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Implications for Brexit legislation: technical scrutiny of statutory instruments

Daniel Greenberg

22 Aug 2018

Daniel Greenberg, General Editor, Annotated Statutes and Insight, Westlaw UK, and Counsel for Domestic Legislation, House of Commons, provides an analysis of the standard parliamentary processes for technical scrutiny of UK statutory instruments (SIs) by the Joint Committee on Statutory Instruments and the Secondary Legislation Scrutiny Committee, and implications for Brexit-related SIs.

Standard parliamentary scrutiny and Brexit-related SIs

The standard parliamentary processes for subjecting statutory instruments (SIs) to technical scrutiny are likely to be of particular interest to stakeholders that wish to monitor or challenge SIs made under the European Union (Withdrawal) Act 2018 (EUWA) or under other legislation which refers to, or is likely to be used in connection with, the Brexit process.

In outline, every public general SI is subjected to technical scrutiny by a joint or select committee created by standing orders for that purpose; and many SIs are considered from a policy perspective by a House of Lords committee that looks at the policy implications of some SIs.

These processes are separate, in particular, from:

  • The Delegated Legislation Committees in the House of Commons that provide the substantive policy consideration for those SIs which the enabling power requires to be laid in draft for approval before they can be made.
  • The House of Lords’ formal substantive scrutiny of those SIs when it considers the motion for affirmative resolution.
  • The new sifting process required to be carried out under the EUWA, which allows each House to express an opinion as to whether or not an SI proposed to be made under the negative procedure should instead be subject to the draft affirmative procedure.

Joint Committee on Statutory Instruments

The Joint Committee on Statutory Instruments (JCSI) is the most important technical scrutiny committee. It is created by separate standing orders, but in the same terms, by each of the two Houses.

In essence, the purpose of the JCSI is to consider the technical competence of SIs, and not to debate their policy. Like all select committees, it is constituted on a proportional party basis, but the JCSI works largely as a technical committee advised by its legal advisers, and it generally reports on a cross-party or non-party basis accordingly.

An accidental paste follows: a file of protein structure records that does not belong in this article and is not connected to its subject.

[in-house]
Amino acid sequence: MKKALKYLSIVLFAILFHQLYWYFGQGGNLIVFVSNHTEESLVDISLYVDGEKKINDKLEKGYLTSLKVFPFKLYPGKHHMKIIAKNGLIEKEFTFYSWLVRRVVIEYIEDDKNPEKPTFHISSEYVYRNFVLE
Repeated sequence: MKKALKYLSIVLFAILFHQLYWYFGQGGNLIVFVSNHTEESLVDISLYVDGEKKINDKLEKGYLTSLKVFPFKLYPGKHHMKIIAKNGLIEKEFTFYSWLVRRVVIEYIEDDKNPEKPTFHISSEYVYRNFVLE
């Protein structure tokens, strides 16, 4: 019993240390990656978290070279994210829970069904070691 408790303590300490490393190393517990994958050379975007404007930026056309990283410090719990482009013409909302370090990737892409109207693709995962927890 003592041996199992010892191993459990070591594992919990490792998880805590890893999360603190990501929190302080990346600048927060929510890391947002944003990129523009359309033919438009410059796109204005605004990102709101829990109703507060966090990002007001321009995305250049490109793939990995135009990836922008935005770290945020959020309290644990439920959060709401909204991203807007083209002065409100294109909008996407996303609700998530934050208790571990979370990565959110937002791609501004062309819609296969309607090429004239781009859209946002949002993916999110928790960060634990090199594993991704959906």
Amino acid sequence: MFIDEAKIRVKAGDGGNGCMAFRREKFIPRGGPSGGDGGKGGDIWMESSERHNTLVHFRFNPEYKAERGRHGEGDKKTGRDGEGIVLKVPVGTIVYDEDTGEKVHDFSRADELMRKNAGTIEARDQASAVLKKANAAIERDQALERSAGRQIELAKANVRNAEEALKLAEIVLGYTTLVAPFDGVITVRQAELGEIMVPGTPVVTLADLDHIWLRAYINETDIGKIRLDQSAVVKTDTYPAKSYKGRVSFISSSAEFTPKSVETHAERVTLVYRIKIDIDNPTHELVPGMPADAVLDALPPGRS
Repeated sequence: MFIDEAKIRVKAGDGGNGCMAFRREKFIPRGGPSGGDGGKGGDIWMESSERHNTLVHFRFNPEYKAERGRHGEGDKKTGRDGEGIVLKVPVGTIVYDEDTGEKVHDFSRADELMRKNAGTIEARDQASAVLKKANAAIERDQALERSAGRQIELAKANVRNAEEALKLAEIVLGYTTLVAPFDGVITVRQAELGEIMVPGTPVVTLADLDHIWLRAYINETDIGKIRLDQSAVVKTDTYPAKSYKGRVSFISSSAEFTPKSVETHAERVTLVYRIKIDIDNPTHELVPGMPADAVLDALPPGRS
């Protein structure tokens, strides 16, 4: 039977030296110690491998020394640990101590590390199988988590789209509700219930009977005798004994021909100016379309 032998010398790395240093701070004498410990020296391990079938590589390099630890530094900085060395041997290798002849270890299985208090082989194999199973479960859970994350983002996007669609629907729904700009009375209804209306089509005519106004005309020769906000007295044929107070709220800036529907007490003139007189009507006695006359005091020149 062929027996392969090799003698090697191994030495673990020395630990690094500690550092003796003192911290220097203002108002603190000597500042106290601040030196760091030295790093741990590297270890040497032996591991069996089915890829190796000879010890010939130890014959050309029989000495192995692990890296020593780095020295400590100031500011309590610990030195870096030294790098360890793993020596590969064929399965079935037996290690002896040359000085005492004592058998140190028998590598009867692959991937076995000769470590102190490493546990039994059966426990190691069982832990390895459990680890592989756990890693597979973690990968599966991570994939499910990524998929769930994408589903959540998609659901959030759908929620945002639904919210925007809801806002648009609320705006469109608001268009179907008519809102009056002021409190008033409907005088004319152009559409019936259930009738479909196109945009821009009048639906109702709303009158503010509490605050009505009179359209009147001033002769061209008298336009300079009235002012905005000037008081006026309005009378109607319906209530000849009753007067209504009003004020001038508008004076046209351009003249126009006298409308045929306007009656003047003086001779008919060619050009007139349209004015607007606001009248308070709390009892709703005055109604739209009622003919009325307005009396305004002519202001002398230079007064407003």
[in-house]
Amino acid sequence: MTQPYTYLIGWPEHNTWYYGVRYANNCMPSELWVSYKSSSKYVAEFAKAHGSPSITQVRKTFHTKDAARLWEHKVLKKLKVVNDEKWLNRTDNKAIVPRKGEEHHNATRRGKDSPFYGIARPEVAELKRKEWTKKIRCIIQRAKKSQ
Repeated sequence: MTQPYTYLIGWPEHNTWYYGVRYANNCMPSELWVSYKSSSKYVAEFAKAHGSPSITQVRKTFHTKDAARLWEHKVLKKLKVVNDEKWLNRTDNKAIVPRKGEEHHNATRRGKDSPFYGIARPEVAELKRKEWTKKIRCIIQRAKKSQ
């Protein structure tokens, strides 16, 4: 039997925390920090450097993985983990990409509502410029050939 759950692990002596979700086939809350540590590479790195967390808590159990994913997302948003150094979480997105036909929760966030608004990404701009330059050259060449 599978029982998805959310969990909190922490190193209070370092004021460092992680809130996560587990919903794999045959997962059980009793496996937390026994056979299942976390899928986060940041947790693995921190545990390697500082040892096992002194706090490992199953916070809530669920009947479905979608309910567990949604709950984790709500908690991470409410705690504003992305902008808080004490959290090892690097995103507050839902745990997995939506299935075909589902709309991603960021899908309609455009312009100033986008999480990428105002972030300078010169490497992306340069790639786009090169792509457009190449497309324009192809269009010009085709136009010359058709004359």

The JCSI will consider any matter relating to technical competence of an SI. In particular, that includes whether the provisions or proposed provisions are within the vires of the enabling power. It also includes whether the SI makes an unexpected or unusual exercise of the enabling power: that takes the JCSI back a little further towards matters of policy, insofar as it requires the JCSI to form a judgement not merely as to whether the policy falls within the literal meaning of the enabling power, but whether, applying a purposive or contextual construction, it is reasonably likely that Parliament intended and expected the power to be used in that way.

Given the amount of discussion in Parliament and elsewhere about the breadth of the enabling powers under the EUWA, this may be a matter that the JCSI will wish to scrutinise, particularly in relation to SIs made under the EUWA.

The JCSI has also, on occasion, commented on the most appropriate procedure for a particular SI where there is a choice available to the government, as in the case of section 2(2) of the European Communities Act 1972. Since the EUWA also gives the government the choice of the negative or the draft affirmative procedure in relation to a large number of SIs, it is possible that the committee may wish to scrutinise the choice in relation to Brexit SIs.

It is true that the EUWA creates a new and separate sifting mechanism to enable the two Houses to comment on the government’s proposed choice of scrutiny procedure in a number of cases, and there may be a certain element of Parliamentary comity that will lead the JCSI to leave the sifting committees to take the lead on this aspect of scrutiny, at least to some extent. However, it is still perfectly possible that the JCSI will wish to comment in a case where the sifting committees did not. This could be, for example, because the contra-indications against a negative procedure were more to do with general technical considerations than with the specific factors set out in the EUWA or other matters specifically relating to Brexit policy.

Effect of JCSI reports